Can People Be Fat Yet Fit?

People can be obese yet physically healthy and fit and at no greater risk of heart disease or cancer than normal weight people, say researchers. The key is being “metabolically fit”, meaning no high blood pressure, cholesterol or raised blood sugar, and exercising, according to experts.

Looking at data from over 43,000 US people they found that being overweight per se did not pose a big health risk. The results are published in the European Heart Journal.

In the study at the University of South Carolina, more than a third of the participants were obese. Of these 18,500, half were assessed as metabolically healthy after a physical examination and lab tests. This subset of metabolically healthy obese people who did not suffer from conditions such as diabetes, high cholesterol or high blood pressure, were generally fitter and exercised more than the other obese people. And their risk of developing or dying from cardiovascular disease or cancer was identical to people of ideal weight and was half that of “metabolically less fit” obese people.


Lead researcher Dr Francisco Ortega, who currently works at the University of Granada in Spain, said the findings show that getting more exercise can keep you healthier, even if you still carry a bit of extra weight.

Amy Thompson, of the British Heart Foundation, said: “In the majority of cases, obesity is an undeniable risk factor for developing coronary heart disease. However, these studies remind us that it is not always your weight that’s important, but where you carry fat and also how it affects your health and fitness.. It is particularly important to be aware of your weight if you are carrying excess fat around your middle…”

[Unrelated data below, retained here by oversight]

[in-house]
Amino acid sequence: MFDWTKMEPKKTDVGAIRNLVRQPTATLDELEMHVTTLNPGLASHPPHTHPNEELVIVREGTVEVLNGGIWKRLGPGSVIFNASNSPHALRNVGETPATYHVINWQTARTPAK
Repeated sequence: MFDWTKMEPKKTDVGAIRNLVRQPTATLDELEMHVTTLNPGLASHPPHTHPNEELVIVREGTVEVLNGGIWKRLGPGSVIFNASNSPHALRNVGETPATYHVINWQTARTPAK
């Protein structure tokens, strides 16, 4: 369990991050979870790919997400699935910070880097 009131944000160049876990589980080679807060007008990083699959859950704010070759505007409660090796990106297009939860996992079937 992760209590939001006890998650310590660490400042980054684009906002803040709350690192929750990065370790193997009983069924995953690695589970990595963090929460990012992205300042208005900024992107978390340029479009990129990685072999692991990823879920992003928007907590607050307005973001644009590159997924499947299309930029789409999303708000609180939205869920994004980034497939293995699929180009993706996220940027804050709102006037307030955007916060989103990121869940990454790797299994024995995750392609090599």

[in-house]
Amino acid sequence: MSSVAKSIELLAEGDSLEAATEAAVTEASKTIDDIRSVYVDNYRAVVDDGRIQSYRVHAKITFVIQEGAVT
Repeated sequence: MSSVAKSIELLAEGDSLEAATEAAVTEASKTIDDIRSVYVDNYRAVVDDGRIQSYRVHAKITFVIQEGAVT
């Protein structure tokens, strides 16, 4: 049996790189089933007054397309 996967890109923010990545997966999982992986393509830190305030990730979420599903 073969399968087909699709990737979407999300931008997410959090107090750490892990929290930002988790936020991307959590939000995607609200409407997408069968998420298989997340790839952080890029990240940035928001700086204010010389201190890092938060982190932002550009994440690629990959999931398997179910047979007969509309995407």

Do you believe that you can be fat yet fit? How do you personally maintain a metabolically fit body? Share your health regimen with us!

Source: BBC News

Image: Independent

Can ‘Bath Salts’ Turn Humans Into Zombies?

On Saturday night in Miami, a naked “zombie-like” man attacked another man, biting off parts of his face. The attack was halted only when police shot and killed the attacker, identified as 31-year old Rudy Eugene. Armando Aguilar, president of the Miami Fraternal Order of Police, suspects that the attacker was under the influence of drugs known as “bath salts.”

These aren’t the same bath salts to make your tub water smell nice. “Bath salts” is just a fake name, but users know it’s not really for the bath. Dr. Nora Volkow, director of the National Institute on Drug Abuse described bath salts as an “emerging and dangerous product” in February 2011, urging parents, teachers and the public to be aware of the potential dangers associated with these drugs, which had already been linked to numerous visits to the E.R. and calls to poison control centers in the U.S. In October 2011, these “bath salts” and its related products were put on schedule 1 of the Controlled Substances Act, which means that the drug has no legitimate use or safety in the U.S. and is highly addictive.


Bath salts contain amphetamine-like chemicals such as methylenedioxypyrovalerone (MDPV), mephedrone, and pyrovalerone. They’re referred to as a “designer drug of the phenethylamine class” by the Drug Enforcement Administration. Other drugs in this class include amphetamines, mescaline, and ephedrine. MDPV comes in a powdered form that is inhaled, swallowed or shot into a vein. Bath Salts are sold as “cocaine substitutes” or “synthetic LSD”.

When MDPV gets to the brain, the effects include producing feelings of empathy, stimulation, alertness, euphoria, sensory awareness and hallucinations. Other reported effects include rapid heart rate, high blood pressure, and sweating. According to the DEA, MDPV has been reported to cause intense panic attacks, psychosis, and a strong desire to use the drug again.

Do you think ‘bath salts’ caused that man to act like a cannibalistic zombie? Share your thoughts with us!

Source: CNN

Image: Frugal Cafe Blog Zone